In the mid-1940s, Dr. Thomas Jugarthy Hicks opened the Hicks Community Clinic in the small town of McCaysville, Georgia, mere steps from the Tennessee state line. Within a decade, he was not only performing illegal abortions but selling newborns on the black market. Some birth mothers knew they were placing a baby for adoption, some thought they had an abortion, and some were told their infants died.
At the other end of the transaction, adoptive parents drove to a window in the alley behind the clinic, shelled out $1,000 or more—big money for the time—and were handed a newborn. The so-called “Hicks Babies” had falsified birth certificates, and Dr Hicks kept no records tying them to their biological families. Many had no idea they were adopted until well into adulthood.
There was a tip-off, though. No matter where they grew up—most often in the industrial cities of Ohio—their birth certificates said they were born in the Hicks Clinic in McCaysville, Georgia.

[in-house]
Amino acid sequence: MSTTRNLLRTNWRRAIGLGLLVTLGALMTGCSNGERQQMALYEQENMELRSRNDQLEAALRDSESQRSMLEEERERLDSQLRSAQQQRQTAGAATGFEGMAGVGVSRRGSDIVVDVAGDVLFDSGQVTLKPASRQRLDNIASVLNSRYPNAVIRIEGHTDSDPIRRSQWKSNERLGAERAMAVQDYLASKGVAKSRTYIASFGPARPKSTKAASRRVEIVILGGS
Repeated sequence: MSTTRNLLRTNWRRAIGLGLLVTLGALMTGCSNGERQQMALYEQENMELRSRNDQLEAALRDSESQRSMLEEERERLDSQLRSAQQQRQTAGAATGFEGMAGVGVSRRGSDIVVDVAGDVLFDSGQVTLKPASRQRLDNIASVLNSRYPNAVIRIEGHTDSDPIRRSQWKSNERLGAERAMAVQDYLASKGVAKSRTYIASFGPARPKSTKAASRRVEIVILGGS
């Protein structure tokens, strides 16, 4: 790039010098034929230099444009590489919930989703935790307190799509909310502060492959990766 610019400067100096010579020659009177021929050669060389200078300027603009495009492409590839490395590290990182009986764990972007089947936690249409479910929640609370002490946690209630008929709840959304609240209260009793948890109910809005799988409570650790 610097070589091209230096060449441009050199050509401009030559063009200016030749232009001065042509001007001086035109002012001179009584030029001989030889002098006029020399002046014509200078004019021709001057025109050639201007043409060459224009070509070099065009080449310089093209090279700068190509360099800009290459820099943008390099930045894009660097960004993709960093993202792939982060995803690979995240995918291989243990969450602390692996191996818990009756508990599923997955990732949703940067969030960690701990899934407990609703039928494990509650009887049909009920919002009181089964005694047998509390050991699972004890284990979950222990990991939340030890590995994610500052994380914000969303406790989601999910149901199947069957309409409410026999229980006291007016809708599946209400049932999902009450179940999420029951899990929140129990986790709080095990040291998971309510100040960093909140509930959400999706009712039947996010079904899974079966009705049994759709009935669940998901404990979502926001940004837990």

At least 200 babies had their identities stolen. Now, they are using the power of DNA to reunite with their biological families. I am honored to be part of the behind-the-scenes team of passionate and compassionate people who helped some of them in their journeys.
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Bragg, Rick. 1997. Town Secret Is Uncovered In Birth Quest. New York Times, accessed 17 September 2019.
Bruen, Matthew Steven. 2016. Babies For Sale: The Secret Adoptions That Haunt One Georgia Town. Narratively, accessed 17 September 2019.
Chang, Juju, Jasmine Brown, Geoff Martz and Lauren Effron. 2015. ‘Hicks Baby’ Adoptee Sold by Georgia Doctor 50 Years Ago Reunites With Birth Mother, Brother. ABC News, accessed 17 September 2019.
Table, Dave. 2017. Busted not for selling babies, but for the abortion clinic. Appalachian History, accessed 17 September 2019.